Progress Arrives At Space Station, Easing Supply Concerns
WASHINGTON — A Russian Progress cargo spacecraft docked with the International Space Station early July 5, easing concerns about supplying the station after a string of recent cargo mission failures.
The Progress M-28M, on a mission designated Progress 60 by NASA, docked with the Pirs module of the ISS at 3:11 a.m. Eastern time July 5. The spacecraft launched on a Soyuz rocket early July 3 from the Baikonur Cosmodrome in Kazakhstan.
The spacecraft brought to the station a total of 2,769 kilograms of cargo for the station. That total includes 1,421 kilograms of supplies and equipment, 880 kilograms of propellant, 420 kilograms of water, and 48 kilograms of oxygen.
The successful arrival of the Progress comes after the failure of the two previous cargo missions to the ISS. On April 28, the Progress M-27M spacecraft launched on a Soyuz-2 rocket but started spinning uncontrollably shortly after entering orbit, forcing controllers to abort its docking to the station. Russian investigators blamed a “design peculiarity” between the Progress and the Soyuz upper stage on the problem. An older version of the Soyuz rocket launched Progress M-28M without incident.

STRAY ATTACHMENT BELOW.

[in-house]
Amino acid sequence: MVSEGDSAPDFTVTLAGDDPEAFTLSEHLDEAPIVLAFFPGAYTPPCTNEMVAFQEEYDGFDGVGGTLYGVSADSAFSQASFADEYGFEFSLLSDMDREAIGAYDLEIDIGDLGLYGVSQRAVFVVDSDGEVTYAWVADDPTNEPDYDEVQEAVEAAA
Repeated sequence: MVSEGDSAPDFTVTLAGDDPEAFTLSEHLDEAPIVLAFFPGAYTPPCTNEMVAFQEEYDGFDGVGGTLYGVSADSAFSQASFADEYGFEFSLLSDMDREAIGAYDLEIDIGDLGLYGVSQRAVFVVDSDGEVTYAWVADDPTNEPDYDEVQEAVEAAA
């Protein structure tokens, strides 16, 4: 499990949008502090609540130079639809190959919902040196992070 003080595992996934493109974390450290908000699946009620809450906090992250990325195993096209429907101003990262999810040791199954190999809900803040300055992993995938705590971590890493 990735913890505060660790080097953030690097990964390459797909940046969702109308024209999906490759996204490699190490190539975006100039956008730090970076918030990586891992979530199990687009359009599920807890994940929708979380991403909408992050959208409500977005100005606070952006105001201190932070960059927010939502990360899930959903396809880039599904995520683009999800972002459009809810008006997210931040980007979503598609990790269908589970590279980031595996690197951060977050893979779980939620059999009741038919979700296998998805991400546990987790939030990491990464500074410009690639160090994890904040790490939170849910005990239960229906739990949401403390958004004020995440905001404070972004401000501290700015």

On June 28, a SpaceX Falcon 9 rocket broke apart less than two and a half minutes after liftoff, destroying a Dragon cargo spacecraft carrying more than 2,000 kilograms of cargo to the station. SpaceX officials said immediately after the failure that there was an “overpressure event” in the liquid oxygen tank in the rocket’s second stage, but have provided few additional details since then.
Michael Suffredini, NASA ISS program manager, said at a June 28 briefing that the station still had enough basic supplies, including food and water, to support its crew through October. The supplies on this Progress, he said, would extend that date by about a month.
The next ISS resupply mission is scheduled for mid-August, when Japan launches an H-2 Transfer Vehicle. Orbital ATK’s Cygnus spacecraft, grounded since the failure of its Antares launch vehicle on an October 2014 flight, is scheduled to launch on a United Launch Alliance Atlas 5 in December. That launch could be moved up to as early as October, NASA officials said after the Dragon failure, depending on the status of launch manifests and ISS activities.